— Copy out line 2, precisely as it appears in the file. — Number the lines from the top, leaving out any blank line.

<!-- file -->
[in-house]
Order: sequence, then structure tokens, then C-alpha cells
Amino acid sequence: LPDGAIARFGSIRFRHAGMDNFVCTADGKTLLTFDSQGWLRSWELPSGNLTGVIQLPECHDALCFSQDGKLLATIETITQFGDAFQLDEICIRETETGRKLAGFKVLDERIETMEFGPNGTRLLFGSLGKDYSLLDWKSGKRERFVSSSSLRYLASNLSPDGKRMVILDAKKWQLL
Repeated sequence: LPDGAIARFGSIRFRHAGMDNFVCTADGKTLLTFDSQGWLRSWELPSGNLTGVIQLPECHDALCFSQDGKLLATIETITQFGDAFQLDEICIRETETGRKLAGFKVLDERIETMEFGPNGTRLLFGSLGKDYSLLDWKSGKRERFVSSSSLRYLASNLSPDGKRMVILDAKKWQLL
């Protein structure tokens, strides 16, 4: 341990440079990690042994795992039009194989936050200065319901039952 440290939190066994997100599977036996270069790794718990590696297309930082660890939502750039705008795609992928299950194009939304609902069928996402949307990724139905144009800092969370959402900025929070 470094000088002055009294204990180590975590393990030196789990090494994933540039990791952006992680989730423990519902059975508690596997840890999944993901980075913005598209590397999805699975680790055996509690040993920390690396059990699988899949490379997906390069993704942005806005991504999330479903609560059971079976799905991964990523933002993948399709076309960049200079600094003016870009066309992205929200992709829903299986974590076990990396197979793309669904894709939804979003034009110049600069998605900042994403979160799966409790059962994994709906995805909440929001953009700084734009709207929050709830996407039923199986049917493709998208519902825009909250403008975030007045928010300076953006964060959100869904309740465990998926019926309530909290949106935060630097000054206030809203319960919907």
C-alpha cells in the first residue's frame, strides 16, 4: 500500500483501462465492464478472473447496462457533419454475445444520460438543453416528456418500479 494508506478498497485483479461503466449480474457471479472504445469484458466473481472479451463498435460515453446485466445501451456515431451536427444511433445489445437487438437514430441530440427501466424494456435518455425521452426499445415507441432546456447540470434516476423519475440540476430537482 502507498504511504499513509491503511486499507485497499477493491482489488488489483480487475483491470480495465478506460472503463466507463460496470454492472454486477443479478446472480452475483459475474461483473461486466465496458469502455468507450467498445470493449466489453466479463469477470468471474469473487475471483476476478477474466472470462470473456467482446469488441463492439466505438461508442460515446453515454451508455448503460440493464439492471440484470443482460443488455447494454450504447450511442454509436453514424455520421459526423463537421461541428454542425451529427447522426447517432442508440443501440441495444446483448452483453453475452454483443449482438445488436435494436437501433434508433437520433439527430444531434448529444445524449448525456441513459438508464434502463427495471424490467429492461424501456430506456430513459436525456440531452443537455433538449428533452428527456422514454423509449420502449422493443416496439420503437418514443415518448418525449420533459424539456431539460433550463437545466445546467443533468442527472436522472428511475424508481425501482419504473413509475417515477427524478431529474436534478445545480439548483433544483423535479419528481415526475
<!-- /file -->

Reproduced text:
Order: sequence, then structure tokens, then C-alpha cells